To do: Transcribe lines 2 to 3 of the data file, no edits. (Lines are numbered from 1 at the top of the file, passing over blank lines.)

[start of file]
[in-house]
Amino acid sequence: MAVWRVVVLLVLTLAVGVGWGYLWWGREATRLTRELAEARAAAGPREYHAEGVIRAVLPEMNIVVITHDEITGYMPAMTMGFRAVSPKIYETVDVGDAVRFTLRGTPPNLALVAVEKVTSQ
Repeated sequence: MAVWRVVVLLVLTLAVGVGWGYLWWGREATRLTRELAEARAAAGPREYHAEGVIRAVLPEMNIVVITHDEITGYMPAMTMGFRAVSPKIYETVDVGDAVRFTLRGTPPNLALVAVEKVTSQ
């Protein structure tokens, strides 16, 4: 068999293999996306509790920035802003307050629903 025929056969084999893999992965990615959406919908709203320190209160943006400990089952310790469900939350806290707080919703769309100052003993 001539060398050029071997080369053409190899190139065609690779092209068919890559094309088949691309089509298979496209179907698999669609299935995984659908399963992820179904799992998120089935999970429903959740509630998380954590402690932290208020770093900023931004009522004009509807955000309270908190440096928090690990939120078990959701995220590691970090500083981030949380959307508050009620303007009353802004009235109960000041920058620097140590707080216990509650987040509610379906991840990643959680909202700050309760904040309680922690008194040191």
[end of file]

Amino acid sequence: MAVWRVVVLLVLTLAVGVGWGYLWWGREATRLTRELAEARAAAGPREYHAEGVIRAVLPEMNIVVITHDEITGYMPAMTMGFRAVSPKIYETVDVGDAVRFTLRGTPPNLALVAVEKVTSQ
Repeated sequence: MAVWRVVVLLVLTLAVGVGWGYLWWGREATRLTRELAEARAAAGPREYHAEGVIRAVLPEMNIVVITHDEITGYMPAMTMGFRAVSPKIYETVDVGDAVRFTLRGTPPNLALVAVEKVTSQ